As the UK and Brussels strive to settle their trade relations post-Brexit, we assess the UK's investigation of EU anti-dumping duties.
On 10 February 2020, the UK initiated its first so-called “transition review” trade defence investigation. The investigation concerns EU anti-dumping duties imposed via Commission Implementing Regulation 2015/110 on certain welded tubes and pipes of iron or non-alloy steel originating in Belarus, China, and Russia.
The current EU anti-dumping duties range from 10.1% to 90.6%. They were imposed based on an assessment that the welded tube and pipe products imported into the EU from Belarus, China and Russia were found to be dumped and causing injury to the EU industry. The duties are not based on an assessment of dumping or injury in respect of the UK market.
The object of the investigation is to determine whether to continue to apply anti-dumping duties to the products at issue once the UK has a fully independent trade policy – which could be as soon as 1 January 2021. More specifically, the investigation will determine:
- whether the application of the anti-dumping amount is necessary or sufficient to offset dumping of the relevant goods in the UK market; and
- whether injury to the UK industry in the relevant goods would occur if the anti-dumping amount were no longer applied to those goods.
If the UK has a fully independent trade policy on 1 January 2021, the anti-dumping duties which are currently applicable will continue to apply until the conclusion of the transition review investigation (unless the EU duties are terminated before that date, which is unlikely). The final determination of whether to impose duties will also take into account the wider economic and public interest.
As set out in the notice of initiation, interested parties have until 25 February 2020 to register via the following website: https://www.trade-remedies.service.gov.uk. Registration following the deadline may mean that the position of the interested party may not be taken into account.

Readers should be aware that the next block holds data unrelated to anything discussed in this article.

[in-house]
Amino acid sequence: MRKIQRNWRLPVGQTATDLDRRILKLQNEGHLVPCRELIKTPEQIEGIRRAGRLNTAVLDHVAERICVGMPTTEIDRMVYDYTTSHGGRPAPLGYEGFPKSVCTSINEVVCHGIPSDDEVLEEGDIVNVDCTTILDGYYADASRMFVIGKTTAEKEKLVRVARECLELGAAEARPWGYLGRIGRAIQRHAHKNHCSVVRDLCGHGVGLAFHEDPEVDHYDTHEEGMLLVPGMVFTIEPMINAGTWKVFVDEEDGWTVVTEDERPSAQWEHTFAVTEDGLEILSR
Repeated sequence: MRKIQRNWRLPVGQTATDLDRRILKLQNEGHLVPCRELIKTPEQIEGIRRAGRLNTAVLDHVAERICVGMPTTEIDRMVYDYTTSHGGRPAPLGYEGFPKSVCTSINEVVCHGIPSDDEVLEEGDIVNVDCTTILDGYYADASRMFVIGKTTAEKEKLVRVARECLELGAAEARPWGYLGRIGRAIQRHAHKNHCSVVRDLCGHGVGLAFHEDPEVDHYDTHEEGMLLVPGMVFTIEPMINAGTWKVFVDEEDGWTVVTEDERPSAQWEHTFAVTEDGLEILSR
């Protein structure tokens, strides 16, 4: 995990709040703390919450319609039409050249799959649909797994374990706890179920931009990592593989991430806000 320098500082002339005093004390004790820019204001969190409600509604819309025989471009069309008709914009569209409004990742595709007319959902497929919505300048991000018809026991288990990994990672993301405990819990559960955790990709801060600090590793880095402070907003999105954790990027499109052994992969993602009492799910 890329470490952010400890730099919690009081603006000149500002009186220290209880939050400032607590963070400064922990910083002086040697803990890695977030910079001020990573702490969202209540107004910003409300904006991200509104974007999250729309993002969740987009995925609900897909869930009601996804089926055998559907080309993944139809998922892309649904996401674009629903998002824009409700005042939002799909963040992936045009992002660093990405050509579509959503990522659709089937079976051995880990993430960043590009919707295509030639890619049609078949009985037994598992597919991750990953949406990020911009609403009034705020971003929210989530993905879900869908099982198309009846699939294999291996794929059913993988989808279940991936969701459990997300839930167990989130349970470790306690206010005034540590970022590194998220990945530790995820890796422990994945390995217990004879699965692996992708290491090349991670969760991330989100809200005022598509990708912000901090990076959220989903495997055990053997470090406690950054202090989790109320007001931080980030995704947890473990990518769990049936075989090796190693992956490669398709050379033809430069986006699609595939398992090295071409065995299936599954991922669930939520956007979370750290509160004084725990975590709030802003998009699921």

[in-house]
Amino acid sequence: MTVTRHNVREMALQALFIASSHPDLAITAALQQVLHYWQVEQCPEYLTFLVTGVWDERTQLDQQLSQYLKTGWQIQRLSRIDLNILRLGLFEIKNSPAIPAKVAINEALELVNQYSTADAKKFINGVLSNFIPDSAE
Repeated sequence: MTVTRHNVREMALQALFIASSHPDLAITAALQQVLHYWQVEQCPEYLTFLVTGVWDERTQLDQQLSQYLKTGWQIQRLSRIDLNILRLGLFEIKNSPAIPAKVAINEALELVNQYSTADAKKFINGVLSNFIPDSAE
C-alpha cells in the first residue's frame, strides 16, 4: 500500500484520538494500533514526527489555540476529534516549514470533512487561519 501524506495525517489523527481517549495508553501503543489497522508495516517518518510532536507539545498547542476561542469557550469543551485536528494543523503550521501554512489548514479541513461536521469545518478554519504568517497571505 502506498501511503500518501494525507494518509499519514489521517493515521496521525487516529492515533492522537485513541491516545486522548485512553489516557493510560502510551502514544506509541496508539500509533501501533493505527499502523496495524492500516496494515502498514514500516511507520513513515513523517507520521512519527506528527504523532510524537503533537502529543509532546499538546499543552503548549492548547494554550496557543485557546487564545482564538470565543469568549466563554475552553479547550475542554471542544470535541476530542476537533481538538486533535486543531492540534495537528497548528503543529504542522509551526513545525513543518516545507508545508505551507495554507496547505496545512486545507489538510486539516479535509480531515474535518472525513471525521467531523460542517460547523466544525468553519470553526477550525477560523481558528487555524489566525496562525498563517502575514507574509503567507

More general information about UK transition measures and reviews, including other EU trade defence measures likely to be transitioned by the UK, is provided below.
Why has the UK decided to “transition” EU trade defence measures?
Within the EU, trade defence measures are not imposed by Member States. Rather, the exclusive competence lies with the EU. In practice, this means that EU anti-dumping, anti-subsidy and other trade defence measures generally relate to the EU as a whole – and they are imposed by the European Commission.
Currently, the UK is no longer an EU Member State, but it is treated as an EU Member State pursuant to the Withdrawal Agreement concluded between the EU and the UK during a “transition period”. Once the transition period has ended, it is expected that the UK will have a fully independent trade policy.
The “transition” policy and associated legal framework seeks to provide interim protection to UK industries that could be benefiting from EU trade defence measures at the time when they would no longer be directly applicable to the UK – i.e. after the transition period established by the Withdrawal Agreement has ended (most likely 1 January 2021). It does this by allowing EU trade defence measures to continue to apply after the UK has an independent trade policy.
The carrying-over or “transition” of EU trade defence measures is in theory balanced by an automatic requirement for a transition review (see below).
Which EU trade defence measures will be “transitioned”?
The UK government sought input in 2018 and 2019 on EU anti-dumping and anti-subsidy measures that could be in the UK interest to carry-over over as part of the UK’s exit from the EU. EU anti-dumping and anti-subsidy measures were finally selected for the possibility of transition based on satisfaction of criteria related to support from UK producers and market share of UK producers.
In 2019, the UK published a list of EU anti-dumping and anti-subsidy measures that will in principle be transitioned and subject to a transition review, once EU trade defence measures are no longer directly applicable in the UK (subject to further updating and additional consideration of subsequent events).
Strictly speaking, EU anti-dumping and anti-subsidy measures will only be formally brought into the UK regime following a Notice of Determination from the Secretary of State which gives effect to the corresponding EU trade remedies measure. This allows a transition review to be conducted in respect to the measures. Hence, for the recently initiated transition review concerning certain welded tubes and pipes, the Secretary of State issued a Notice of Determination stating that the EU measure was to be transitioned.